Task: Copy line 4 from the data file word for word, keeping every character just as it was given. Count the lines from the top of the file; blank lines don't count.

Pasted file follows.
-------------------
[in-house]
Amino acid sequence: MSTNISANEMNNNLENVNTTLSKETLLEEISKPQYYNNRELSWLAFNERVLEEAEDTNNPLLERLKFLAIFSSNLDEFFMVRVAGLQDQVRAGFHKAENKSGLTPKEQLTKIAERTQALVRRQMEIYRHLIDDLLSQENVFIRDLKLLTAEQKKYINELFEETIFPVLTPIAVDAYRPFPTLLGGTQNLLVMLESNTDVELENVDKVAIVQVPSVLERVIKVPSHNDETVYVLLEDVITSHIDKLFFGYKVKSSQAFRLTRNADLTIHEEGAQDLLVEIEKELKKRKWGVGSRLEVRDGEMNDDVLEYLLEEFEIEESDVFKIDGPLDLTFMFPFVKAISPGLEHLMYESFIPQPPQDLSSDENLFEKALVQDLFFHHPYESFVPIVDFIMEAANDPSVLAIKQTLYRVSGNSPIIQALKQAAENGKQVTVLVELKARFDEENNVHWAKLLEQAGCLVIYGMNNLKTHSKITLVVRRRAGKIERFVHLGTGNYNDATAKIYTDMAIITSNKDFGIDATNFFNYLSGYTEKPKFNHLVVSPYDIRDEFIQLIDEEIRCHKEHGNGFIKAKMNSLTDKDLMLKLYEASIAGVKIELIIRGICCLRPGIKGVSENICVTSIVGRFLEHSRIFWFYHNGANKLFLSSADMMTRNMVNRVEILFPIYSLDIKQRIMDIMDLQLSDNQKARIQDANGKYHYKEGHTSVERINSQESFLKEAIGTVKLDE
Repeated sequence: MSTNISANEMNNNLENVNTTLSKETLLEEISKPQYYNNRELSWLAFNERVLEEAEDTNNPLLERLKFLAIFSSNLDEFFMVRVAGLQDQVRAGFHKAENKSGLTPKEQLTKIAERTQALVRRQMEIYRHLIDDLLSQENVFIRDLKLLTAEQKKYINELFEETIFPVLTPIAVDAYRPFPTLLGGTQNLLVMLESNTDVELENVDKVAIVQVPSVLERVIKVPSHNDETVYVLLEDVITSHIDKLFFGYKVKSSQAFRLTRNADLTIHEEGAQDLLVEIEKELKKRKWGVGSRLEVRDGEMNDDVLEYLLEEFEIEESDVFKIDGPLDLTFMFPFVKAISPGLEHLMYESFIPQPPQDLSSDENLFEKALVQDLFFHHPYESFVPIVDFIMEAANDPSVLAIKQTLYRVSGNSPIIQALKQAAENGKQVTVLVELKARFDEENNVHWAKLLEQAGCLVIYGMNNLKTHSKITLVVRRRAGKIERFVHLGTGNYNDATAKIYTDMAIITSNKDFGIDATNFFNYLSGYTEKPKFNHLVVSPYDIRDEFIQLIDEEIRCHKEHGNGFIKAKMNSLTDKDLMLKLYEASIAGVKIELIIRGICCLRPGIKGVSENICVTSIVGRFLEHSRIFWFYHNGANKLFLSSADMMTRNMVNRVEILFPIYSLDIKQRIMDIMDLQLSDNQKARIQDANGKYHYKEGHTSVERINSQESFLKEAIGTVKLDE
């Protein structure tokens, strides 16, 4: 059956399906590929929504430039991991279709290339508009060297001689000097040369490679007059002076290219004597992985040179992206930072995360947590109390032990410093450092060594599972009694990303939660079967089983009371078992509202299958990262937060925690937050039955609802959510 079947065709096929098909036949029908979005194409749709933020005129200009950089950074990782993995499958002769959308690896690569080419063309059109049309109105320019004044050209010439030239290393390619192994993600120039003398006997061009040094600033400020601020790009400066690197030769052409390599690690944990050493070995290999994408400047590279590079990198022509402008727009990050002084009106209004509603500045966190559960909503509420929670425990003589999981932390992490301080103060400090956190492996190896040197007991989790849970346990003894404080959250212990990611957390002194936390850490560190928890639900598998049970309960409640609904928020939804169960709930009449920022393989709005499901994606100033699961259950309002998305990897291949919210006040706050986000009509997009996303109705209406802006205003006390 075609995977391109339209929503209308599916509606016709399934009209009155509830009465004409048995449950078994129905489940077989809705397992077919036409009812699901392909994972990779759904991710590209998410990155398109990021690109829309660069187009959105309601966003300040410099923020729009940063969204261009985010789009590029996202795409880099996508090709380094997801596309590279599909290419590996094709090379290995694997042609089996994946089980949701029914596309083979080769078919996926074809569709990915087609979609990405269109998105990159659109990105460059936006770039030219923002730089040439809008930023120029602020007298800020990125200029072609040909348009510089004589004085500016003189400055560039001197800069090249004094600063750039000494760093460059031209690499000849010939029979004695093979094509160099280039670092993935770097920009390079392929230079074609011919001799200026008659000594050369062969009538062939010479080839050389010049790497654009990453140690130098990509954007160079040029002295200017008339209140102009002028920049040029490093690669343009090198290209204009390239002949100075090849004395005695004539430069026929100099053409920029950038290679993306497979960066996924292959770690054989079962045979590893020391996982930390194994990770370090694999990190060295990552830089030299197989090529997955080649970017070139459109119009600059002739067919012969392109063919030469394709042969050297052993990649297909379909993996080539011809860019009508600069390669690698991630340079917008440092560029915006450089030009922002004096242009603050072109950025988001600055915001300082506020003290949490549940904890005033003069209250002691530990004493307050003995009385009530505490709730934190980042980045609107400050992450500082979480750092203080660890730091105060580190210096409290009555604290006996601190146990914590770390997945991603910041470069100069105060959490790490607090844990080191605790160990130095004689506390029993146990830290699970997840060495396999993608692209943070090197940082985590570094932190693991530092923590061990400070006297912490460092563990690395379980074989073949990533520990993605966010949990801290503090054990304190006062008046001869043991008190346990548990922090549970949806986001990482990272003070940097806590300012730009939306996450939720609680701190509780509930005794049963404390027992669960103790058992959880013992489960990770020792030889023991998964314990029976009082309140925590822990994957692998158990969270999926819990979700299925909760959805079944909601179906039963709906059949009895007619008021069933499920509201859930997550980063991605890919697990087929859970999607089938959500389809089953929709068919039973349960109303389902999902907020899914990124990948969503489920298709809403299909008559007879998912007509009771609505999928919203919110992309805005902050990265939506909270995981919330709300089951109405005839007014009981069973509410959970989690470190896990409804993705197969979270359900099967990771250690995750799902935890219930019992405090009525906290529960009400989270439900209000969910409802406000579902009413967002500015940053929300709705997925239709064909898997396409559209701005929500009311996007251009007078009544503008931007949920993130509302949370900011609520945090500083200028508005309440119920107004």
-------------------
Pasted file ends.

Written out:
């Protein structure tokens, strides 16, 4: 059956399906590929929504430039991991279709290339508009060297001689000097040369490679007059002076290219004597992985040179992206930072995360947590109390032990410093450092060594599972009694990303939660079967089983009371078992509202299958990262937060925690937050039955609802959510 079947065709096929098909036949029908979005194409749709933020005129200009950089950074990782993995499958002769959308690896690569080419063309059109049309109105320019004044050209010439030239290393390619192994993600120039003398006997061009040094600033400020601020790009400066690197030769052409390599690690944990050493070995290999994408400047590279590079990198022509402008727009990050002084009106209004509603500045966190559960909503509420929670425990003589999981932390992490301080103060400090956190492996190896040197007991989790849970346990003894404080959250212990990611957390002194936390850490560190928890639900598998049970309960409640609904928020939804169960709930009449920022393989709005499901994606100033699961259950309002998305990897291949919210006040706050986000009509997009996303109705209406802006205003006390 075609995977391109339209929503209308599916509606016709399934009209009155509830009465004409048995449950078994129905489940077989809705397992077919036409009812699901392909994972990779759904991710590209998410990155398109990021690109829309660069187009959105309601966003300040410099923020729009940063969204261009985010789009590029996202795409880099996508090709380094997801596309590279599909290419590996094709090379290995694997042609089996994946089980949701029914596309083979080769078919996926074809569709990915087609979609990405269109998105990159659109990105460059936006770039030219923002730089040439809008930023120029602020007298800020990125200029072609040909348009510089004589004085500016003189400055560039001197800069090249004094600063750039000494760093460059031209690499000849010939029979004695093979094509160099280039670092993935770097920009390079392929230079074609011919001799200026008659000594050369062969009538062939010479080839050389010049790497654009990453140690130098990509954007160079040029002295200017008339209140102009002028920049040029490093690669343009090198290209204009390239002949100075090849004395005695004539430069026929100099053409920029950038290679993306497979960066996924292959770690054989079962045979590893020391996982930390194994990770370090694999990190060295990552830089030299197989090529997955080649970017070139459109119009600059002739067919012969392109063919030469394709042969050297052993990649297909379909993996080539011809860019009508600069390669690698991630340079917008440092560029915006450089030009922002004096242009603050072109950025988001600055915001300082506020003290949490549940904890005033003069209250002691530990004493307050003995009385009530505490709730934190980042980045609107400050992450500082979480750092203080660890730091105060580190210096409290009555604290006996601190146990914590770390997945991603910041470069100069105060959490790490607090844990080191605790160990130095004689506390029993146990830290699970997840060495396999993608692209943070090197940082985590570094932190693991530092923590061990400070006297912490460092563990690395379980074989073949990533520990993605966010949990801290503090054990304190006062008046001869043991008190346990548990922090549970949806986001990482990272003070940097806590300012730009939306996450939720609680701190509780509930005794049963404390027992669960103790058992959880013992489960990770020792030889023991998964314990029976009082309140925590822990994957692998158990969270999926819990979700299925909760959805079944909601179906039963709906059949009895007619008021069933499920509201859930997550980063991605890919697990087929859970999607089938959500389809089953929709068919039973349960109303389902999902907020899914990124990948969503489920298709809403299909008559007879998912007509009771609505999928919203919110992309805005902050990265939506909270995981919330709300089951109405005839007014009981069973509410959970989690470190896990409804993705197969979270359900099967990771250690995750799902935890219930019992405090009525906290529960009400989270439900209000969910409802406000579902009413967002500015940053929300709705997925239709064909898997396409559209701005929500009311996007251009007078009544503008931007949920993130509302949370900011609520945090500083200028508005309440119920107004």